13 Excel Tips for Developers

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Transcript 13 Excel Tips for Developers

November 13, 2014
13 Excel Features that Developers Should Know
(Hosted by SQL PASS BA VC)
The Baker’s Dozen
Business Intelligence
13 SQL Server /
Business Intelligence
Productivity Tips
Kevin S. Goff
Microsoft SQL Server MVP
Kevin S. Goff – Brief BIO
• Developer/architect since 1987 / Microsoft SQL Server MVP
• Columnist for CoDe Magazine since 2004,
“The Baker’s Dozen” Productivity Series”, 13 tips on a SQL/BI topic
• Wrote a book, collaborated on a 2nd book
• Frequent speaker for SQL Server community events and SQL Live!360
• Email: [email protected]
• My site/blog: www.KevinSGoff.Net (includes SQL/BI webcasts)
• Releasing some SQL/BI video courseware in 2015
13 Excel Features for Developers
Today’s Topic
• Why Excel?
• Business Users rely on Excel for all sorts of
Custom Reporting - good application developers
should have general awareness of “how” people
are using the data
• Sometimes Excel is a good prototyping tool for
reporting, and even for sanity-checking data
• Sometimes developers even use for their own
personal projects!
13 Excel Features for Developers
Topics for today
What-If/Goal Seeking
Named Ranges
Basic Pivot Tables against OLTP/OLAP Data Sources
Pivot Table Options (Filters, Calculations, Visual Slicers)
Pivot Charts and Sparklines
Dynamic Coloring and Macros
Power Pivot
Power Pivot KPIs and DAX
Power View
A special Pivot Chart
Recommended Reading
13 Excel Features for Developers
1-What-If/Goal Seeking
• If I scored above 85 on the first three tests….
• What is the lowest score I can get on the fourth
test and still have an 85 average overall?
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1-What-If/Goal Seeking
Set payment function
first, then do a goal seek
on the payment, to see
how it changes the rate
Want a loan for 20K
Want to pay back in 5 years
We can afford $400 a month
What interest rate should we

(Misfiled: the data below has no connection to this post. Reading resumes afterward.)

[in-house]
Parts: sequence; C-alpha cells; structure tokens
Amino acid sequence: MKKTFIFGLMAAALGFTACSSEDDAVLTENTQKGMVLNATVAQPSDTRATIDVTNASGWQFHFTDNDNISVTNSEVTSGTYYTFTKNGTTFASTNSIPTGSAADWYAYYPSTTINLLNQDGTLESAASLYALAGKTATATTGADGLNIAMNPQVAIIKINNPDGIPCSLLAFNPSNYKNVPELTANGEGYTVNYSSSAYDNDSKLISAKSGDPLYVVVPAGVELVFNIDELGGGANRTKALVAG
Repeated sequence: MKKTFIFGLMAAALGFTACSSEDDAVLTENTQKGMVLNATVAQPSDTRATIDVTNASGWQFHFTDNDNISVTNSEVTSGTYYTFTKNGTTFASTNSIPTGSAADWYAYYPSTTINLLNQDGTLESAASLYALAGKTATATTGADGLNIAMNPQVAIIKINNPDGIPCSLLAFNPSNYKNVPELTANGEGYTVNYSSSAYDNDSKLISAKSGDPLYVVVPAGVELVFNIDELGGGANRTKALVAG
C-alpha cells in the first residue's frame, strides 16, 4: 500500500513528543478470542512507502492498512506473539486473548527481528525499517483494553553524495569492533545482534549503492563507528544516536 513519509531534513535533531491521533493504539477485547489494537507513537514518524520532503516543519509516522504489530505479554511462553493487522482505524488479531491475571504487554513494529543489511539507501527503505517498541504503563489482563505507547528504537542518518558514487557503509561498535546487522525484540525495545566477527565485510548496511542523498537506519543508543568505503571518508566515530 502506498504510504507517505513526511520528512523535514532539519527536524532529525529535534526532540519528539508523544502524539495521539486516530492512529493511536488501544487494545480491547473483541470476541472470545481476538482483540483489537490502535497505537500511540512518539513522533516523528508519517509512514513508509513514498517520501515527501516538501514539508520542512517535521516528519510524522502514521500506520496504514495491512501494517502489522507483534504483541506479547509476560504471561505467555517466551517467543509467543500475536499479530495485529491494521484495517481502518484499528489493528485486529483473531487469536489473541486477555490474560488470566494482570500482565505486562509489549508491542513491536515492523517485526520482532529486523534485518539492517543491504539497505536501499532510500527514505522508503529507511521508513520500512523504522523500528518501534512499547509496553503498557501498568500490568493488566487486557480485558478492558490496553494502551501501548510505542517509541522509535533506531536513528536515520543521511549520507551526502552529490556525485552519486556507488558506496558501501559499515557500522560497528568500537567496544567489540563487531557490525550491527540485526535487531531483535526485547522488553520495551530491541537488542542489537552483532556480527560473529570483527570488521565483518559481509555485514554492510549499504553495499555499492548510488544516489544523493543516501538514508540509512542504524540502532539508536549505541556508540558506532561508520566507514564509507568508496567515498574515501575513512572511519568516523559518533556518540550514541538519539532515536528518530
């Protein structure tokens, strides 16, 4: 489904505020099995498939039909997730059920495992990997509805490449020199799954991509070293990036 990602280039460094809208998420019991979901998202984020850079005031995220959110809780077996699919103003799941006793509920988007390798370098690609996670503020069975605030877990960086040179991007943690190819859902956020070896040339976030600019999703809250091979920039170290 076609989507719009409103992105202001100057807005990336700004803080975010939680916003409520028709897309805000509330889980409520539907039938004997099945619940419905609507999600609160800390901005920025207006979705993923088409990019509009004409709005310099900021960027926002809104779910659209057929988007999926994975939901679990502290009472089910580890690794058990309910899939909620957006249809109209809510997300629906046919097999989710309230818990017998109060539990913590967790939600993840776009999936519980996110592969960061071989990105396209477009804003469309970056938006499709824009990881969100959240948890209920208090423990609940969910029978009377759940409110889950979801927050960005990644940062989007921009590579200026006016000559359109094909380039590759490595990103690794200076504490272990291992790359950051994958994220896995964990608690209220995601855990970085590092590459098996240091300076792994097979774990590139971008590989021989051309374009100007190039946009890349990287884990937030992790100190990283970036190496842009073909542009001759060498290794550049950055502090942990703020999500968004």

look for?
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• Specify:
– The value we
want to lookup
– The table range
– The index
column for the
return value
– Whether it’s an
exact or
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3-Named Ranges
Don’t use regular range,
copy/paste won’t freeze
absolute cell references
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Lock References you want
to freeze with the $ , or
create a named cell Range
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4-Basic Pivot Tables against data sources
1. Can create Pivot Tables or Pivot Charts Against:
Relational Databases or Views
OLAP Cubes
2. “All the data” stays in the source, only the results of a query come into
the Pivot Table or Pivot Chart
3. For years, the standard way to create analytics in Excel against data
4. (We’ll see Power Pivot and how that changes things)
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5-Pivot Table Options
Can sort
each level
by $$$
We can redefine
Reseller Sales as a
% of the Row
Slices (Visual
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5-Pivot Table Options
Can implement a “top 5 and all other” manually,
behind the scenes, with a copy of the first five rows,
and then a formula:
=GETPIVOTDATA(A4, "Total") - SUM(F4:F8)
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6-Pivot Charts and Sparklines
Visual Sparkline
Dynamic coloring for high
month and low month for
each country. Build as a
macro for one row and then
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7-Dynamic Coloring and Macros
Start recording a macro
Set Dynamic Conditional Formatting
from the Home Menu dropdown
Stop recording the macro
Do it for both Top 1 and Bottom 1,
and then concatenate one macro
into the other
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8-Power Pivot
Compressed Star
Schema Model “in
the basement” of
the Excel Sheet
1. Users can point Excel to database
2. Can create the equivalent of a
“mini-cube”, compressed using
xVelocity compression
3. The Power Pivot Data Model lives
“inside” the Excel Sheet
4. Users can create many Pivot
Tables or Pivot Charts off the
5. Users can also create Power View
report visualizations off the data
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8-Power Pivot
Must create
relationships if source
was views
Model can come from